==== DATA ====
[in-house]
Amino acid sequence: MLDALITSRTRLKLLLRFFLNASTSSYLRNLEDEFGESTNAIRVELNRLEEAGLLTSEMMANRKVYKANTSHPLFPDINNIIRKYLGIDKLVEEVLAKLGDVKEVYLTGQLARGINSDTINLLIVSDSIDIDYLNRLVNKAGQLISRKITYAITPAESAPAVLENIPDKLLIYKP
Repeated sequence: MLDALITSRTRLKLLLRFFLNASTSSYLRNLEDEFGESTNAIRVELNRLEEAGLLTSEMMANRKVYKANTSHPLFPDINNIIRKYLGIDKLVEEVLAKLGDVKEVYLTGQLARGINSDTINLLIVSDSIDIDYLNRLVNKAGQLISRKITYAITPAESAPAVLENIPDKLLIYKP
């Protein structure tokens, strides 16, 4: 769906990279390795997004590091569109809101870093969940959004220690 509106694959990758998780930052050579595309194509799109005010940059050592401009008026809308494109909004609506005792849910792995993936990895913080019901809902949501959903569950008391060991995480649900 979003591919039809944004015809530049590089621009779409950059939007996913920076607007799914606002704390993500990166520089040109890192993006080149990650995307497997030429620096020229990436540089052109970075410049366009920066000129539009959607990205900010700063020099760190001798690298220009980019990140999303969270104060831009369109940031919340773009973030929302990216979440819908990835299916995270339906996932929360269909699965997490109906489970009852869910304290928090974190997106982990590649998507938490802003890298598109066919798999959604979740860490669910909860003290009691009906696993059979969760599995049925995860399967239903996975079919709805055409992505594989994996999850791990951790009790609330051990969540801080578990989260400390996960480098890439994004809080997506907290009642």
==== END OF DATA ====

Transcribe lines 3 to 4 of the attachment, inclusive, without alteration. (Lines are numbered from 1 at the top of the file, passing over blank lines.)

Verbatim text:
Repeated sequence: MLDALITSRTRLKLLLRFFLNASTSSYLRNLEDEFGESTNAIRVELNRLEEAGLLTSEMMANRKVYKANTSHPLFPDINNIIRKYLGIDKLVEEVLAKLGDVKEVYLTGQLARGINSDTINLLIVSDSIDIDYLNRLVNKAGQLISRKITYAITPAESAPAVLENIPDKLLIYKP
């Protein structure tokens, strides 16, 4: 769906990279390795997004590091569109809101870093969940959004220690 509106694959990758998780930052050579595309194509799109005010940059050592401009008026809308494109909004609506005792849910792995993936990895913080019901809902949501959903569950008391060991995480649900 979003591919039809944004015809530049590089621009779409950059939007996913920076607007799914606002704390993500990166520089040109890192993006080149990650995307497997030429620096020229990436540089052109970075410049366009920066000129539009959607990205900010700063020099760190001798690298220009980019990140999303969270104060831009369109940031919340773009973030929302990216979440819908990835299916995270339906996932929360269909699965997490109906489970009852869910304290928090974190997106982990590649998507938490802003890298598109066919798999959604979740860490669910909860003290009691009906696993059979969760599995049925995860399967239903996975079919709805055409992505594989994996999850791990951790009790609330051990969540801080578990989260400390996960480098890439994004809080997506907290009642």